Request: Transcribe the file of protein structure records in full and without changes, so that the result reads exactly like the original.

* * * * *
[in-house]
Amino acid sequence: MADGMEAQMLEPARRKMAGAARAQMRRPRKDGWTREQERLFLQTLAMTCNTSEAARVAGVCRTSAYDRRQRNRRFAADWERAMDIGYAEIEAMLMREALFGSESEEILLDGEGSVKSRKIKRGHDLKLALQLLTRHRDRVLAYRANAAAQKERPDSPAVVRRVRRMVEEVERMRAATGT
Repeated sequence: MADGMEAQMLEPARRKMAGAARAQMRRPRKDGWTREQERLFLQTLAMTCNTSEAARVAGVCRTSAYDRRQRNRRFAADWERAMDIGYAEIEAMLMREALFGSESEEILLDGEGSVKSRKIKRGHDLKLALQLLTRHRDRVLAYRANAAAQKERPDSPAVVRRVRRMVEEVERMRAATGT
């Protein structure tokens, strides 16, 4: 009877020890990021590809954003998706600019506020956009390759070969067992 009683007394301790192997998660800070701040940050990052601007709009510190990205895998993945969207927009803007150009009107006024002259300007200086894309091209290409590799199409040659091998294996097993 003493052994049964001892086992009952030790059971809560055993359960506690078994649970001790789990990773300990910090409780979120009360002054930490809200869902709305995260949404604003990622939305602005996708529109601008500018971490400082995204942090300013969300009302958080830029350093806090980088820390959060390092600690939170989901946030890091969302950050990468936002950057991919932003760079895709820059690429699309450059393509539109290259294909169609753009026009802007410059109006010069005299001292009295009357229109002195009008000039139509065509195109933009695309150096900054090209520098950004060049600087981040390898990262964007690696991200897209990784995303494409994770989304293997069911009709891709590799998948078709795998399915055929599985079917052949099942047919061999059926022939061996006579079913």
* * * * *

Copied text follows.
[in-house]
Amino acid sequence: MADGMEAQMLEPARRKMAGAARAQMRRPRKDGWTREQERLFLQTLAMTCNTSEAARVAGVCRTSAYDRRQRNRRFAADWERAMDIGYAEIEAMLMREALFGSESEEILLDGEGSVKSRKIKRGHDLKLALQLLTRHRDRVLAYRANAAAQKERPDSPAVVRRVRRMVEEVERMRAATGT
Repeated sequence: MADGMEAQMLEPARRKMAGAARAQMRRPRKDGWTREQERLFLQTLAMTCNTSEAARVAGVCRTSAYDRRQRNRRFAADWERAMDIGYAEIEAMLMREALFGSESEEILLDGEGSVKSRKIKRGHDLKLALQLLTRHRDRVLAYRANAAAQKERPDSPAVVRRVRRMVEEVERMRAATGT
């Protein structure tokens, strides 16, 4: 009877020890990021590809954003998706600019506020956009390759070969067992 009683007394301790192997998660800070701040940050990052601007709009510190990205895998993945969207927009803007150009009107006024002259300007200086894309091209290409590799199409040659091998294996097993 003493052994049964001892086992009952030790059971809560055993359960506690078994649970001790789990990773300990910090409780979120009360002054930490809200869902709305995260949404604003990622939305602005996708529109601008500018971490400082995204942090300013969300009302958080830029350093806090980088820390959060390092600690939170989901946030890091969302950050990468936002950057991919932003760079895709820059690429699309450059393509539109290259294909169609753009026009802007410059109006010069005299001292009295009357229109002195009008000039139509065509195109933009695309150096900054090209520098950004060049600087981040390898990262964007690696991200897209990784995303494409994770989304293997069911009709891709590799998948078709795998399915055929599985079917052949099942047919061999059926022939061996006579079913």